I will tell you the one move I like to use. Skate in at an angle towards the goalie from your on-side wing. Once you hit the top of the faceoff circle coast, I then push both sticks to the backhand, then push the left stick back to the forehand while releasing the right stick to the neutral position.Tthen I take the snap shot. This typically throws the goalie off enough to squeeze the puck through.

Another one you can try is the one hander. Skate straight towards the goalie and when you hit the spot between the top of the circle and the hash marks, coast while holding LT or L2 and pulling the right stick back to a backhand toe drag. Then release both the trigger and stick to return to the forehand and press up on the right stick to release a snap shot past the goalie. This move takes a little practice to get the timing down, but you should be good to go after about 15-20 tries in practice mode.



Like I said before, mix it up. Try different shots from different areas and see what works for you. You may find great success with some methods of scoring and none with others. Stick to what you are best at. Don’t forget to get creative. Use the LT or L2 to utilize the new skating engine. This can really get you into some interesting areas in the offensive zone that you might not have reached had you not been creative.

I really hope you can utilize these strategies in whatever game mode you play.

See you out on the ice!

23 thoughts on “Scoring

  • Nicolas says:

    Really appreciate the site man. I had a question about shooting while using the ‘Vision Control’ button (L2 on PS3). It seems that few people think that using this option will benefit you offensively when playing NHL 12/13. I wanted to know your opinion on it. To be honest, my scoring has gone up dramatically if I hold L2 before I either A) make a pass for a one timer or B) Take a snap shot during a deak.

    It’s as if the forward instantly positions himself perfectly (often pulling back and creating that extra bit of space) for whatever tiny bit of space the goalie manages to leave. I never used to score playing in SuperStar mode, and now I score at least 2-3 goals a game using this simple feature. It can’t be just a fluke by now. The changes have been dramatically noticeable for me.
    Anyways. Thanks again for the site.

  • Nicolas,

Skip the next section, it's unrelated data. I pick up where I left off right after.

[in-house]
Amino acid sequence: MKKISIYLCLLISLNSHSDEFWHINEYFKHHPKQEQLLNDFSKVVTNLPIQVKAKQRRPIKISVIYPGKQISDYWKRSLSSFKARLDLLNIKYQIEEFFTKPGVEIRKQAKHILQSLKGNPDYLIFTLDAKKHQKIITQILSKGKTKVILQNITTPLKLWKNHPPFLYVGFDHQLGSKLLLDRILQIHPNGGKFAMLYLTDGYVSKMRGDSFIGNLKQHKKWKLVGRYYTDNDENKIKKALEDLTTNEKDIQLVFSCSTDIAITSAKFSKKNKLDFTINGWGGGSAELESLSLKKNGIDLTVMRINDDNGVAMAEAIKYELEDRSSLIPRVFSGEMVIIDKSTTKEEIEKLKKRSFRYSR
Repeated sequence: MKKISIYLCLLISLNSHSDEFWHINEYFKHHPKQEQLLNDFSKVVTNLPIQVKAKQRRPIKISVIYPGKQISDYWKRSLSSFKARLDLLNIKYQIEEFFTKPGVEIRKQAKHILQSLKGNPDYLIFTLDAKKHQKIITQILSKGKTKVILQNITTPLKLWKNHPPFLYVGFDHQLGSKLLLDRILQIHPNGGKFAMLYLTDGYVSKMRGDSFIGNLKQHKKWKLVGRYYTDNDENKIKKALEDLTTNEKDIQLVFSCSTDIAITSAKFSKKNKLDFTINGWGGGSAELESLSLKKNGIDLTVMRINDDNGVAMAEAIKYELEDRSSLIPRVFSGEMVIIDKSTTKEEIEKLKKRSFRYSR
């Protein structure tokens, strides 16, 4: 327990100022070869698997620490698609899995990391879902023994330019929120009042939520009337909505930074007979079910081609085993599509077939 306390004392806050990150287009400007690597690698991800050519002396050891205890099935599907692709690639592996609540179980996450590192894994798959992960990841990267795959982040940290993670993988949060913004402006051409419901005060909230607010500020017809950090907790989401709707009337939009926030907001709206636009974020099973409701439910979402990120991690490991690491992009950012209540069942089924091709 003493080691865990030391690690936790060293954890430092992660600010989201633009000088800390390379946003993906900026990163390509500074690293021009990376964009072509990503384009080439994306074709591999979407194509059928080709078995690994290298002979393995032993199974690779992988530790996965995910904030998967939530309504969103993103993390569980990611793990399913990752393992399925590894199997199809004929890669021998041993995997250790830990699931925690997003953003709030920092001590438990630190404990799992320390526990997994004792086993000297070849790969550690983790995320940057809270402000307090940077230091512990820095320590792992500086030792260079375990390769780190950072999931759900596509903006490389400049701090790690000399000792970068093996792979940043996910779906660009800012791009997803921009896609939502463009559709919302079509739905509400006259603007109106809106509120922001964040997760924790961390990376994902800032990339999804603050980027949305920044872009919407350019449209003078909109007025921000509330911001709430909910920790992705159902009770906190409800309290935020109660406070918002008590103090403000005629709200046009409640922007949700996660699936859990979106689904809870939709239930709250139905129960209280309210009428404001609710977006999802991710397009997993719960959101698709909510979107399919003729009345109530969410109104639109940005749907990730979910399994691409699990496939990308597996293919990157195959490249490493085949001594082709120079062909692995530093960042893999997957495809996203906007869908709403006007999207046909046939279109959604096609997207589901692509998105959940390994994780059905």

Thanks for the comments on the website. I wrote this article in particular, but you can credit all this hard work to a guy named Senior Gnu. He works his butt off to put all this content together, and I too agree he has done a marvelous job.

    Anyway, to your question. You bring up a good point that I did not cover in the guide. A lot of people think that vision control does not exist since the invent of the new skating engine. The most difficult part of utilizing vision control in 13 is timing. In 12 people would skate around all the time in the offensive zone with LT or L2 held down the whole time, waiting for the 1 timer or the great pass opportunity. In 13 you can’t do that. Your guy will just skate backwards instead. You have to time it right before you pass, right before you shoot, and right before you receive the 1 timer.

    Now, having said that the debate about vision control is about as strong as the one about offensive awareness, does it actually help? For me, sometimes yes and sometimes no. Some games I can’t help but find the back of the net with it and then other games I will stop using it and the goals come easy again. I will say one thing (and this is only in caps so that if someone else reading it catches at least one thing and remembers it, its this) VISION CONTROL HELPS YOU HIT THE NET! I noticed immediately that if I didn’t score, at least I hit the net. If I don’t use it, there is a good chance I’ll fire it a mile wide (even with 93 accuracy).

    So, as I say in all my tutorials, do what works best for you. If you find success with vision control, keep rockin’ it. Keep scoring!

    Thanks for checkin out the site, and checkin out my article. Good luck!

    -Target Audience